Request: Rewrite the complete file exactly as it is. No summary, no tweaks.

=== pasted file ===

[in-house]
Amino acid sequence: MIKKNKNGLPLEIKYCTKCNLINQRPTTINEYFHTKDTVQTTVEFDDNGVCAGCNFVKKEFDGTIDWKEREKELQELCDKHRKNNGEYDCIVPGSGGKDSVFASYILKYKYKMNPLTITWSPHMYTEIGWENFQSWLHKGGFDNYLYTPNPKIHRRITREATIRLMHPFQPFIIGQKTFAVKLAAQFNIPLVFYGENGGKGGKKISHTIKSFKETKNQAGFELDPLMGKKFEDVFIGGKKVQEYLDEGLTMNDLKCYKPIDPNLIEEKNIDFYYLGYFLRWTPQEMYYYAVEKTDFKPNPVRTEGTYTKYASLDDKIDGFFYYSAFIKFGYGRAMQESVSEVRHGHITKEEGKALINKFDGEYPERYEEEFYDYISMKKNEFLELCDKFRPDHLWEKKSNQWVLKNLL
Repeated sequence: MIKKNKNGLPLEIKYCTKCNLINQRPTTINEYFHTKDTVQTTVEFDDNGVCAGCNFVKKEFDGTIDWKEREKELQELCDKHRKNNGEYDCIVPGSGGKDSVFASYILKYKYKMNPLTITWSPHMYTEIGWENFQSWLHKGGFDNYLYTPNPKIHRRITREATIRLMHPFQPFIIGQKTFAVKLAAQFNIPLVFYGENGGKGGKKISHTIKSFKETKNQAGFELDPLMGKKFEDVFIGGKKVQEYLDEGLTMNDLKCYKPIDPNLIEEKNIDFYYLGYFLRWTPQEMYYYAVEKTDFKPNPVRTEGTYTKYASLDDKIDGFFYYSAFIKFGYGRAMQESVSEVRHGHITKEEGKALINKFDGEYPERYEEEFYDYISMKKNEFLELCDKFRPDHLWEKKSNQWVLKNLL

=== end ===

[in-house]
Amino acid sequence: MIKKNKNGLPLEIKYCTKCNLINQRPTTINEYFHTKDTVQTTVEFDDNGVCAGCNFVKKEFDGTIDWKEREKELQELCDKHRKNNGEYDCIVPGSGGKDSVFASYILKYKYKMNPLTITWSPHMYTEIGWENFQSWLHKGGFDNYLYTPNPKIHRRITREATIRLMHPFQPFIIGQKTFAVKLAAQFNIPLVFYGENGGKGGKKISHTIKSFKETKNQAGFELDPLMGKKFEDVFIGGKKVQEYLDEGLTMNDLKCYKPIDPNLIEEKNIDFYYLGYFLRWTPQEMYYYAVEKTDFKPNPVRTEGTYTKYASLDDKIDGFFYYSAFIKFGYGRAMQESVSEVRHGHITKEEGKALINKFDGEYPERYEEEFYDYISMKKNEFLELCDKFRPDHLWEKKSNQWVLKNLL
Repeated sequence: MIKKNKNGLPLEIKYCTKCNLINQRPTTINEYFHTKDTVQTTVEFDDNGVCAGCNFVKKEFDGTIDWKEREKELQELCDKHRKNNGEYDCIVPGSGGKDSVFASYILKYKYKMNPLTITWSPHMYTEIGWENFQSWLHKGGFDNYLYTPNPKIHRRITREATIRLMHPFQPFIIGQKTFAVKLAAQFNIPLVFYGENGGKGGKKISHTIKSFKETKNQAGFELDPLMGKKFEDVFIGGKKVQEYLDEGLTMNDLKCYKPIDPNLIEEKNIDFYYLGYFLRWTPQEMYYYAVEKTDFKPNPVRTEGTYTKYASLDDKIDGFFYYSAFIKFGYGRAMQESVSEVRHGHITKEEGKALINKFDGEYPERYEEEFYDYISMKKNEFLELCDKFRPDHLWEKKSNQWVLKNLL